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National Wildflower Week

Wildflowers typically seen at Gamble Rogers and North Peninsula State Parks.


National Wildflower Week is held the first week of May, at a time when most of the country is bursting with wildflower blooms.


Grass-Leaved Golden Aster (Pityopsis graminifolia) file photo


This week-long tradition was started in 1987 by the Lady Bird Johnson Wildflower Center, to celebrate the beauty and environmental necessity of native wildflowers. Wildflowers are plants that

grow in their natural state with little or no interference from man. They create habitats by providing food (seeds, nectar, pollen, leaves) and shelter for insects and other wildlife. With their long tap roots, wildflowers provide a stable ground cover to help conserve water and reduce erosion. 



Coral Bean (Erythrina herbacea)

file photo


Florida, named by Ponce de Leon in 1513 La Florida meaning “Land of Flowers”, is home to a rich array of native wildflower species due to its warm climate and diverse ecosystems, from the sandy beaches to the wetlands and prairies.


In Florida, wildflowers beautify the landscapes throughout the year. Our state has more than 3,600 native and naturalized flowering species. Florida has 170 species of endemic wildflowers, which means they grow naturally in a certain area, and nowhere else. Florida's native wildflowers are more than just pretty flowers; they are vital components of the state's natural heritage. These plants have adapted to the state's unique climate and soil conditions over thousands of years, making them essential in preserving Florida's ecological balance.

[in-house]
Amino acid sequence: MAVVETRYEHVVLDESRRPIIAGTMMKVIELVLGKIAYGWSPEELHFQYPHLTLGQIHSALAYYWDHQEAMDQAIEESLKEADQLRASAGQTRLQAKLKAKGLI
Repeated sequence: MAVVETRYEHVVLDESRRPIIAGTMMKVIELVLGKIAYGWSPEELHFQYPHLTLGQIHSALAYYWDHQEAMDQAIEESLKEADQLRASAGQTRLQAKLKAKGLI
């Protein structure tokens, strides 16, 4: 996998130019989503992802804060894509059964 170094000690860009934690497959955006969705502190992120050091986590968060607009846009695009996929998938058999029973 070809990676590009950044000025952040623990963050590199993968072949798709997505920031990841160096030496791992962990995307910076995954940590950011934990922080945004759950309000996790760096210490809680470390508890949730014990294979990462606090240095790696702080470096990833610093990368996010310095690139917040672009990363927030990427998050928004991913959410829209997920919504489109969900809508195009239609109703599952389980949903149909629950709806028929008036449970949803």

Sunshine Mimosa (Mimosa strigillosa) file photo


Gamble Rogers and North Peninsula State Parks feature intriguing trails and stunning natural habitats perfect for wildflower sightings. On the beachside, there is a display of dune dwelling wildflowers that have adapted to the challenging coastal conditions. When venturing into natural areas, it is vital to do so responsibly, making sure that you leave no trace and minimize any impact on these delicate ecosystems. Stay on designated trails, refrain from picking or trampling wildflowers, and avoid disturbing wildlife or their habitats. Many Florida wildflower species are endangered or threatened species and therefore protected. Removing them from their natural habitat can disrupt delicate ecosystems, so it is illegal to pick or dig wildflowers from any Florida State Park.


Visit our parks to celebrate National Wildflower Week by looking for wildflowers! Pack your camera or sketch pad along with a field guide to admire the multitude of blooms in their natural setting.

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